I recently joined StackOverflow, which is a kind of N & Q for programmers created by Jeff Atwood and Joel Spolsky. It's a hugely interesting site from a social media studies perspective, and it makes some unusual choices about the balance of convention and code that I think are worthy of attention.
It's somewhat like Wikipedia in that one of its goals is to be a repository of useful information with a minimal focus on user identity (at least on one level), but it also has a compelling social element. It accomplishes this by making two decisions:
- Reputation is rigidly formal and quantified.
- Social networks are entirely based on ad-hoc conventions.
So you get points for practically everything you do on the site, and you're always aware of the scores of other users. At the same time there's absolutely no structured way to build a list of "friends", find people with similar interests, etc. This works surprisingly well. Communities within StackOverflow (and its sister site MathOverflow) grow around sets of tags and form social structures according to their own internal logic.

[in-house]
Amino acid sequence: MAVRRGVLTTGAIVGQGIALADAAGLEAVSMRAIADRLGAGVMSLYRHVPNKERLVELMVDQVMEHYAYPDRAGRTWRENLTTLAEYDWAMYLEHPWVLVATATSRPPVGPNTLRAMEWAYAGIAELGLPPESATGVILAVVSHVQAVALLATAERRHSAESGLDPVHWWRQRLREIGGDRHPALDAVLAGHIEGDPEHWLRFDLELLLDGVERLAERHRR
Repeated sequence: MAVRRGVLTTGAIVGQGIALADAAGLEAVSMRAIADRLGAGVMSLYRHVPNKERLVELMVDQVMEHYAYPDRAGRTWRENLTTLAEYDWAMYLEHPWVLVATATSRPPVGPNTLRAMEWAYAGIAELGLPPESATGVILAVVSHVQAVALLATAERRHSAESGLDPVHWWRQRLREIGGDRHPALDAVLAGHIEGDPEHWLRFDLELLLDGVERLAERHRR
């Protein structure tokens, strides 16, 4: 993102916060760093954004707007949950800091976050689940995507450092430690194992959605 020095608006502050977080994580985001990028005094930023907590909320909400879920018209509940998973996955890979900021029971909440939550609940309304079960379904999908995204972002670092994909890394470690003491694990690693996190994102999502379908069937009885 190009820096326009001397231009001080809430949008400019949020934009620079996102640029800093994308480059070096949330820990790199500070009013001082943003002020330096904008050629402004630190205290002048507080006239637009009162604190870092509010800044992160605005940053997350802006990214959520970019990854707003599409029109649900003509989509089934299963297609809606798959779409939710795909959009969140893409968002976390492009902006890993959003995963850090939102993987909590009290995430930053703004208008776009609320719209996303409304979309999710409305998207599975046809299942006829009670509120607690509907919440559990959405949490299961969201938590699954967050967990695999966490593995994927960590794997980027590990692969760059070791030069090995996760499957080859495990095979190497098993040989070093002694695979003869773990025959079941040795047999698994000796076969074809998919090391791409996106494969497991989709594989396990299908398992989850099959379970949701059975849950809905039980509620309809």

I'm curious about whether something like this could work in the humanities ("digital" or not), possibly as a way to replace field-specific mailing lists. FogCreek (the company behind StackOverflow) is preparing to make it possible for groups in other disciplines to start their own sister sites, provided that they can demonstrate that there's sufficient community commitment. I'd prefer a more open platform, but all of the Stack sites are free to use and FogCreek has shown an encouraging commitment to Creative Commons licensing. The software is so good that it could be an interesting experiment.
Does anyone else here have experience with StackOverflow? I've been using the site primarily as a way to work on my Haskell skills, and my profile page is here. I suggest giving the site a look even if you aren't a programmer; it's a fantastic example of crowd-driven online pedagogy.